1914 View of Owenton
It has not been my pleasure to sojourn in Owenton (Owen County) so long, as during my recent invalid visit, since the winter of 1854, when I worked in the store of John J. Forsee on Adams Street, and boarded at the home now owned by Miss Nora Hackett, where Creath Chambers kept a boardinghouse, the principal one in town. I have known the town as a nearby country boy and as a man since 1840. That year my father moved from Carroll County and took charge of the new county poor house. I well remember the new, large, log house; its size, quality, and style, but somehow, though only five years old, I soon became familiar with Owenton.
There were three things that particularly impressed me. One was Jim Brown's tavern (not hotel). In those days everybody made the tavern their loafing place, so I would stand around and listen, hearing many things not proper for boys.
The next drawing place was Billy Bower's store, kept where Mrs. Sullivan's house is now located. It was the first store I was ever in, so it was charming to a green country boy.
Next was the jail standing next to the lot now occupied by the Kemper-Ransdall drug store. It was made of hewn logs. The inside wall laid horizontal and was notched, chinked and pinted. The second wall was also hewn logs, but in perpendicular or standing form. The outside wall was laid as the inside wall. The windows were handmade, heavy iron bars. The jail was kept by Dr. Farmer Rees, the grandfather of our Dr. J. F. Rees.
The first prisoner I remember was a Negro named Sam, accused of murdering his mistress, who was an invalid named Estes, living near Greenup Fork meetinghouse. The writer cannot say if he was ever tried in Owen county, but his case was moved to Williamstown, where he was tried, condemned and hanged. He declared his innocence all the time, even on the scaffold.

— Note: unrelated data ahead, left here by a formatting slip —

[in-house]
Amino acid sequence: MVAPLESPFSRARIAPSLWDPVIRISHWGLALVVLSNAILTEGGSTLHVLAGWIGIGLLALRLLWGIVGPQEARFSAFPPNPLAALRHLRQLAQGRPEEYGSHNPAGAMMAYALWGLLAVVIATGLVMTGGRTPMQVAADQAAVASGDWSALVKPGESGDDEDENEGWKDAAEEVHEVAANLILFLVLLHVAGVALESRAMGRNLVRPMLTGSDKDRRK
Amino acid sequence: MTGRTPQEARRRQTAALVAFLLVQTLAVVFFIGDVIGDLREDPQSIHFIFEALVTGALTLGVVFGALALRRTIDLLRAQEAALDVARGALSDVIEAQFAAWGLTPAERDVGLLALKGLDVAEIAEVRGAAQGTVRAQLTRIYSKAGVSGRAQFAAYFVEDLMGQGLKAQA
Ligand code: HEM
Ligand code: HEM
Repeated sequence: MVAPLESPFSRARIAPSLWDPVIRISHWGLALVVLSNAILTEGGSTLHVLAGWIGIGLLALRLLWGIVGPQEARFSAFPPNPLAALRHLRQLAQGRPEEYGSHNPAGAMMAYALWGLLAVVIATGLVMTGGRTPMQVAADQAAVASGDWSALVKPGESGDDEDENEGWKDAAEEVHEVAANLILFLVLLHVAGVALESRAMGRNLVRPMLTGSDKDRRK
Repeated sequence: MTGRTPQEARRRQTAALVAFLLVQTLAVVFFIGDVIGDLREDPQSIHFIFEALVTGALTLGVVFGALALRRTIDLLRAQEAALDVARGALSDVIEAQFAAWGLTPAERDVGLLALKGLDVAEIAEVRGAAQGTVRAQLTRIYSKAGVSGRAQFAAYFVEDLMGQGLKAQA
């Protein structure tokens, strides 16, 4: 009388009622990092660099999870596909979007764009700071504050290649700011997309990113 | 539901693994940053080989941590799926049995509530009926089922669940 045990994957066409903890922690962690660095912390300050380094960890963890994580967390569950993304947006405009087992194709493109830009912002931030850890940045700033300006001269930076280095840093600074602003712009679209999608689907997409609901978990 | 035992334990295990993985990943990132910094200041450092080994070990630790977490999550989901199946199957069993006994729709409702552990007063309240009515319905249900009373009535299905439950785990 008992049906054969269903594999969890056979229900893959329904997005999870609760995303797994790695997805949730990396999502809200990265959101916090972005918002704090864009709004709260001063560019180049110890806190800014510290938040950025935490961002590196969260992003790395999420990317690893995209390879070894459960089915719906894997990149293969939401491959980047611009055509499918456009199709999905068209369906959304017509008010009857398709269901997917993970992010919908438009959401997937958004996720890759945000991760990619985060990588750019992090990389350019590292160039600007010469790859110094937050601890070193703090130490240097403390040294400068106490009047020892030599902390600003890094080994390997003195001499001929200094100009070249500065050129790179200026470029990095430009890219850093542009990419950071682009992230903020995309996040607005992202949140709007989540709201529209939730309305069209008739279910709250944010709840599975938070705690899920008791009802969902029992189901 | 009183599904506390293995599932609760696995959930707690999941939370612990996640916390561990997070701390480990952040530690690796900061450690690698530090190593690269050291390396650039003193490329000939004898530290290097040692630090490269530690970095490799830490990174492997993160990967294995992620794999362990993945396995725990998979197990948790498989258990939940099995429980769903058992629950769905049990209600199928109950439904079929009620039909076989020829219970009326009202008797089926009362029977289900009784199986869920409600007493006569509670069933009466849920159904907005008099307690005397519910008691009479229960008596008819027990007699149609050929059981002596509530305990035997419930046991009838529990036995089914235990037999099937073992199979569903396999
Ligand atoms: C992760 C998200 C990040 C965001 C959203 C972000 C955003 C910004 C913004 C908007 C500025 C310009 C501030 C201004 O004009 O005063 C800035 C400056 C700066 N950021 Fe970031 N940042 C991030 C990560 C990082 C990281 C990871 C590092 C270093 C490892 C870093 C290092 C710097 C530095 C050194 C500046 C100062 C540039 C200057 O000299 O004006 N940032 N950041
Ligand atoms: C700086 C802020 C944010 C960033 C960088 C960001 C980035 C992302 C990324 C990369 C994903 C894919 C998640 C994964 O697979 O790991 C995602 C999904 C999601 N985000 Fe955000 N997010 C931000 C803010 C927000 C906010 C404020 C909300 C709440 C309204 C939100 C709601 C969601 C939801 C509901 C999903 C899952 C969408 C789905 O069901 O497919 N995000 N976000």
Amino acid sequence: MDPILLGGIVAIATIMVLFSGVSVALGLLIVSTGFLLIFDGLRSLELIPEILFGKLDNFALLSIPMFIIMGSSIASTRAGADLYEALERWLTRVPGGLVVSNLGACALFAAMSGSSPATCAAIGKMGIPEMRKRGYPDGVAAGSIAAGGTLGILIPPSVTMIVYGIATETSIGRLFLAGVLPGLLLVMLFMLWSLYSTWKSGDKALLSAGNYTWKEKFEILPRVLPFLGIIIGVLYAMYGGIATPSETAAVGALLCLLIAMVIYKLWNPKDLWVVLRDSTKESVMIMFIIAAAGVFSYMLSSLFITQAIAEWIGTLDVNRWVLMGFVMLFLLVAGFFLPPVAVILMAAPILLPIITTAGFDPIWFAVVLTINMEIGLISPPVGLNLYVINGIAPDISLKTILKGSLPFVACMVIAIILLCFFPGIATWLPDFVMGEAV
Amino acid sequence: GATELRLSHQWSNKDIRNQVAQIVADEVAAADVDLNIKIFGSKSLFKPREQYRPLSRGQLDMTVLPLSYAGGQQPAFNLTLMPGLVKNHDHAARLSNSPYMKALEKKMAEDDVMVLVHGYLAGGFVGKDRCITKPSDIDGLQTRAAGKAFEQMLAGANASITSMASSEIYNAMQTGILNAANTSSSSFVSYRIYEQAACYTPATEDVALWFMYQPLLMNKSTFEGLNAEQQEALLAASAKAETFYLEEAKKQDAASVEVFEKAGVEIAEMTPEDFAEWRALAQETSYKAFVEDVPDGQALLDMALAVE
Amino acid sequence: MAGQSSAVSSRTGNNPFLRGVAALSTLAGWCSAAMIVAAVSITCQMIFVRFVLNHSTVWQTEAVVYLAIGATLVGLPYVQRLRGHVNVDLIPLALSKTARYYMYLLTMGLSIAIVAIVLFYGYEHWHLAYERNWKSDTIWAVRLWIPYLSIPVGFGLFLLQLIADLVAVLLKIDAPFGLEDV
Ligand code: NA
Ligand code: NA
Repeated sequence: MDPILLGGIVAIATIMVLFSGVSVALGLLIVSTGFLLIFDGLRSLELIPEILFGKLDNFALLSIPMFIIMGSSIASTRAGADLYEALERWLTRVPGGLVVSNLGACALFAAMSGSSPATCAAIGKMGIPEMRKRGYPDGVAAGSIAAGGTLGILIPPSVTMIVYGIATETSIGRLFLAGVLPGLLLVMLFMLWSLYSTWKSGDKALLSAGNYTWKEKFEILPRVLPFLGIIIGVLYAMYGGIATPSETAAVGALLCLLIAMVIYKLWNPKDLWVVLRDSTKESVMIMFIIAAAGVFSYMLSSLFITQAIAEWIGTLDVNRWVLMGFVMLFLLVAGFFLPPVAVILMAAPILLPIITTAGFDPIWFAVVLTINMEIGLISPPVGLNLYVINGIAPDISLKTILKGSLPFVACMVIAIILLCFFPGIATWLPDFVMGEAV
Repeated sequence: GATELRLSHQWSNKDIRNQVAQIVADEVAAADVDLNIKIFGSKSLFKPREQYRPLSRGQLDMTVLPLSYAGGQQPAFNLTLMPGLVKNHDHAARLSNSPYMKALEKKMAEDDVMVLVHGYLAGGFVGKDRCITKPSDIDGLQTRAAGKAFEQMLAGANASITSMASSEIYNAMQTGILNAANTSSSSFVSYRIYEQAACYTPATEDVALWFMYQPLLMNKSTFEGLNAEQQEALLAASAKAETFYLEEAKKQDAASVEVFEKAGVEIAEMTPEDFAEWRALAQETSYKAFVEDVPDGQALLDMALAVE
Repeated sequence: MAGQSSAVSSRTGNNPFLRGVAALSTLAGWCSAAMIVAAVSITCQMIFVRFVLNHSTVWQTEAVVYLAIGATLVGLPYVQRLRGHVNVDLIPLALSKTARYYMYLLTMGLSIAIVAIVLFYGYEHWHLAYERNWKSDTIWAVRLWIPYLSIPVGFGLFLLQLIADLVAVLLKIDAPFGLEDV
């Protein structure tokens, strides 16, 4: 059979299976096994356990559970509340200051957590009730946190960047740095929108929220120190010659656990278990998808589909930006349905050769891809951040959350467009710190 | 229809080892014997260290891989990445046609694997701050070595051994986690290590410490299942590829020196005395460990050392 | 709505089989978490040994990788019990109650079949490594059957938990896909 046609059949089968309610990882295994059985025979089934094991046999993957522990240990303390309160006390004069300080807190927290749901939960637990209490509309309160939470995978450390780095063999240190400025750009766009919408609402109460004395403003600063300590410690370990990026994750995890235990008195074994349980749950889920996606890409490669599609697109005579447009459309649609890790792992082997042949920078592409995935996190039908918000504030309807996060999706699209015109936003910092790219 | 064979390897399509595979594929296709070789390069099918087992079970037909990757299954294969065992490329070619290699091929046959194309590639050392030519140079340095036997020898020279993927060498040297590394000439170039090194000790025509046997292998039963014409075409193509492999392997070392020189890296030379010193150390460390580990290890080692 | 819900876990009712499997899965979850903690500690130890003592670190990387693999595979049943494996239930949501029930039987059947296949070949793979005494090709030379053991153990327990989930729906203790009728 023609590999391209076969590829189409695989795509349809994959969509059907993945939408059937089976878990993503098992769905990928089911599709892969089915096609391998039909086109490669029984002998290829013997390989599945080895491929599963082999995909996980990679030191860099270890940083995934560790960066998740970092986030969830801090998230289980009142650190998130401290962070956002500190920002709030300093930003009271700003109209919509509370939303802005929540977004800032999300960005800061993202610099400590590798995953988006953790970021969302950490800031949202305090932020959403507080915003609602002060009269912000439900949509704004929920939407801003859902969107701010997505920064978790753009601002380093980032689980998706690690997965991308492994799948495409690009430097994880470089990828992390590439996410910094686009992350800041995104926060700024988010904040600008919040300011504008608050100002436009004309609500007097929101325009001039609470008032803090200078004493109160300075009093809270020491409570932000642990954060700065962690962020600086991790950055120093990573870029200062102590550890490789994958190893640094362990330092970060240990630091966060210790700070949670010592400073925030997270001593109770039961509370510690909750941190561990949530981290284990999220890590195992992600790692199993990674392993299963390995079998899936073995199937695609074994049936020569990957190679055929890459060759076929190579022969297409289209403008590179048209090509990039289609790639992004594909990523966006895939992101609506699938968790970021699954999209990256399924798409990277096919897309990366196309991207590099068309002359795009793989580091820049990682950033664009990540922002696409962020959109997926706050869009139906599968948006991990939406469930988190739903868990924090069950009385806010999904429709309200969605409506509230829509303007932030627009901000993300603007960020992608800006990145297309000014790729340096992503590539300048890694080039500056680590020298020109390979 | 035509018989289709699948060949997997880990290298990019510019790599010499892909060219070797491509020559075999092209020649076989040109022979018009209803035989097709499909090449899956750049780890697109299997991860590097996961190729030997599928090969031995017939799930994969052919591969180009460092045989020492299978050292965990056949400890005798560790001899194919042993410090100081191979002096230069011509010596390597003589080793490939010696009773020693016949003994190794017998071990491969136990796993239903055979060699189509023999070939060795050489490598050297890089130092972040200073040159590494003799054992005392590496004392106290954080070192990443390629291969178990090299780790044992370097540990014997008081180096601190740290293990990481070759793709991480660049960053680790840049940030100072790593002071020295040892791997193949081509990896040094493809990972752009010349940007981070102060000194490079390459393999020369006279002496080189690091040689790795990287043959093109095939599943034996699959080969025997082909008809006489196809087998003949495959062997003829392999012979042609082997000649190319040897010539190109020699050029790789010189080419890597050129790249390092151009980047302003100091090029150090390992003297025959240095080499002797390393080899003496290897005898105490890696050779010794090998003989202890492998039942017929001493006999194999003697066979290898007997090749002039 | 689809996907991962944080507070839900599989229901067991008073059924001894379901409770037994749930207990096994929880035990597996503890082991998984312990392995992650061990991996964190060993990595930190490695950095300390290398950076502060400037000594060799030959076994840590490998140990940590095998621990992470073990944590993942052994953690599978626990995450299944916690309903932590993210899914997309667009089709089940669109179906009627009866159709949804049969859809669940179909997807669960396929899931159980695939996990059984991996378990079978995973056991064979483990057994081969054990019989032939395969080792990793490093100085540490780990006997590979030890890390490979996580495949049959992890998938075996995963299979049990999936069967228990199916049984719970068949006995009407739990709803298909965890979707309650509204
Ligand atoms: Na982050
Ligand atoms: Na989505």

Alas, more than 70 years of ups and downs has brought us to the Owenton of today. Only two men, and maybe two women, then living, are still with us, and not a house then standing still survives. Some have been torn down, and the old material put into new ones. The last one was razed by Miss Lizzie McRay for the building of the nice, modern cottage she occupies.
Owenton today, with the few exceptions, is the most up-to-date inland town of its size in Kentucky. The three banks, which are strong, active, and accommodating, gives the town life. The large dry goods stores; clothing and furnishing emporiums; the immense and numerous groceries; the two live, active and popular weekly newspapers; the lawyers; doctors; and the host of other businessmen, including the hustling, sober, moral, and polite county officers make the town a fit dwelling place for a prince.
During the tedious hours I sat, all helpless from a broken leg, by the large window at the west end of the hall of flats owned by the First National Bank, and, for a change, on the east porch, I looked and meditated. I was impressed, first, with the large number of lame people. Before I was crippled I never noticed them. Now I see 20 percent are lame, go on crutches, a cane, or limp. What a difference in my viewpoint. Then I was impressed with the way people walk. The sick, the poor, those trained mentally, the ignorant, young, the old, the white and the black; all have different gaits, in step, erect walking, slinging their hands, and so forth. But the most self-composed and wisest-looking man is the commercial traveler. He alights from the automobile without looking at anyone, takes a bee course to the hotel, sometimes direct to his trade, to supply in a hurry the demands of town men. He does look wise, but not intentionally.
I am also impressed by the large number of women dressed in black, indicating that sadness has come into nearly all homes. I am impressed with the sober aspect of the town, not a drunken bloat among its citizens; all appear sober.
More than that and above all, I am deeply impressed with the kindness and large heartedness of the people in the town and community. Whether I die soon or live long, I will always with a glad and fond memory cherish the valuable tokens of esteem I received without regard to church lines and other distinctions. A book would not hold an account of the expressions of brotherhood, Christian kindness, and profound respect shown me during this affliction. All I can do is to give expressions of my profound gratitude and to say from my heart of hearts that I have more faith in the race than before.
from the 1914 Owenton News-Herald, by J. W. Waldrop